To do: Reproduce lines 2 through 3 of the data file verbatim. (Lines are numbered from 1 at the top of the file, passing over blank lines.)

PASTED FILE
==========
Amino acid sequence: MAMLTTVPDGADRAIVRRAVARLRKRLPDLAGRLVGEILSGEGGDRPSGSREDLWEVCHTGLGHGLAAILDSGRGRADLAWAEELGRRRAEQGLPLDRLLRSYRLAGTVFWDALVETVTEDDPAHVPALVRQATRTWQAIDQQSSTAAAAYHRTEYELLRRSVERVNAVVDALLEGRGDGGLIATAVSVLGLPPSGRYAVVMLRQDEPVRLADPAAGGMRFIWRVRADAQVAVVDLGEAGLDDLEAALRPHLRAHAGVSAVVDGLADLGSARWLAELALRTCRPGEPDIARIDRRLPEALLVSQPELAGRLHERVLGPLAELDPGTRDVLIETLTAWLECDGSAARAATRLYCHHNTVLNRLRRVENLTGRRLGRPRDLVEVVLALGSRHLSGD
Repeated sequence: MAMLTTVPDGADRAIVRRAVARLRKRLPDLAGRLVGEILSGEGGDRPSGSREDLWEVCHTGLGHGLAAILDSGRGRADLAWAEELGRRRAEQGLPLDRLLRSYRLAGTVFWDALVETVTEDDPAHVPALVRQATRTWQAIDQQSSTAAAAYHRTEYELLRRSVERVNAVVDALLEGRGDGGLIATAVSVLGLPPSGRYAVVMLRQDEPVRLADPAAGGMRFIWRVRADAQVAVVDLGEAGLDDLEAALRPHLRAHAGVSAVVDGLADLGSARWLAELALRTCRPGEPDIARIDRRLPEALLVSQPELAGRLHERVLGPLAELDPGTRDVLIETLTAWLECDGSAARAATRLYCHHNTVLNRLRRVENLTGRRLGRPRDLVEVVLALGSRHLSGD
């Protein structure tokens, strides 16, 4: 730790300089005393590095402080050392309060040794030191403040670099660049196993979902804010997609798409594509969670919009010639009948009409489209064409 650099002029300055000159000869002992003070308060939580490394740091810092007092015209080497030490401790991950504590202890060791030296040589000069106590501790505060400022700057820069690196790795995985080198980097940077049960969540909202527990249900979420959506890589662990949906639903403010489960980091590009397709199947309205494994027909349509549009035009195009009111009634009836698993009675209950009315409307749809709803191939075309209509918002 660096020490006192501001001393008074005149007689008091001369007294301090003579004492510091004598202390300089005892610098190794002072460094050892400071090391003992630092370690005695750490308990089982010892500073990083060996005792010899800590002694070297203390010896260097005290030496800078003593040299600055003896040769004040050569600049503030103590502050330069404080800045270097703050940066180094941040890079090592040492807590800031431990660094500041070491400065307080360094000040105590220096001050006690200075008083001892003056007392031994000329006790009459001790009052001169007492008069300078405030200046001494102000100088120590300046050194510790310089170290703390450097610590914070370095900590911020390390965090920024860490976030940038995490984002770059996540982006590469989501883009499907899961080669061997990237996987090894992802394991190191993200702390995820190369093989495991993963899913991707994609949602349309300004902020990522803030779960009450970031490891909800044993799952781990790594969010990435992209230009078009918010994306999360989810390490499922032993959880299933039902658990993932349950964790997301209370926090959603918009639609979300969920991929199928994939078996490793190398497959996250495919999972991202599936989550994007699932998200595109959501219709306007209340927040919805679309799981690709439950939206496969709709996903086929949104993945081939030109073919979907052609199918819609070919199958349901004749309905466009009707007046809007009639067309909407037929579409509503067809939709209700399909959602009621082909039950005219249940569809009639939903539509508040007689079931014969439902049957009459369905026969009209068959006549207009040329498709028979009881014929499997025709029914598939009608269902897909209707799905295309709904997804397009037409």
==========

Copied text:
Repeated sequence: MAMLTTVPDGADRAIVRRAVARLRKRLPDLAGRLVGEILSGEGGDRPSGSREDLWEVCHTGLGHGLAAILDSGRGRADLAWAEELGRRRAEQGLPLDRLLRSYRLAGTVFWDALVETVTEDDPAHVPALVRQATRTWQAIDQQSSTAAAAYHRTEYELLRRSVERVNAVVDALLEGRGDGGLIATAVSVLGLPPSGRYAVVMLRQDEPVRLADPAAGGMRFIWRVRADAQVAVVDLGEAGLDDLEAALRPHLRAHAGVSAVVDGLADLGSARWLAELALRTCRPGEPDIARIDRRLPEALLVSQPELAGRLHERVLGPLAELDPGTRDVLIETLTAWLECDGSAARAATRLYCHHNTVLNRLRRVENLTGRRLGRPRDLVEVVLALGSRHLSGD
């Protein structure tokens, strides 16, 4: 730790300089005393590095402080050392309060040794030191403040670099660049196993979902804010997609798409594509969670919009010639009948009409489209064409 650099002029300055000159000869002992003070308060939580490394740091810092007092015209080497030490401790991950504590202890060791030296040589000069106590501790505060400022700057820069690196790795995985080198980097940077049960969540909202527990249900979420959506890589662990949906639903403010489960980091590009397709199947309205494994027909349509549009035009195009009111009634009836698993009675209950009315409307749809709803191939075309209509918002 660096020490006192501001001393008074005149007689008091001369007294301090003579004492510091004598202390300089005892610098190794002072460094050892400071090391003992630092370690005695750490308990089982010892500073990083060996005792010899800590002694070297203390010896260097005290030496800078003593040299600055003896040769004040050569600049503030103590502050330069404080800045270097703050940066180094941040890079090592040492807590800031431990660094500041070491400065307080360094000040105590220096001050006690200075008083001892003056007392031994000329006790009459001790009052001169007492008069300078405030200046001494102000100088120590300046050194510790310089170290703390450097610590914070370095900590911020390390965090920024860490976030940038995490984002770059996540982006590469989501883009499907899961080669061997990237996987090894992802394991190191993200702390995820190369093989495991993963899913991707994609949602349309300004902020990522803030779960009450970031490891909800044993799952781990790594969010990435992209230009078009918010994306999360989810390490499922032993959880299933039902658990993932349950964790997301209370926090959603918009639609979300969920991929199928994939078996490793190398497959996250495919999972991202599936989550994007699932998200595109959501219709306007209340927040919805679309799981690709439950939206496969709709996903086929949104993945081939030109073919979907052609199918819609070919199958349901004749309905466009009707007046809007009639067309909407037929579409509503067809939709209700399909959602009621082909039950005219249940569809009639939903539509508040007689079931014969439902049957009459369905026969009209068959006549207009040329498709028979009881014929499997025709029914598939009608269902897909209707799905295309709904997804397009037409």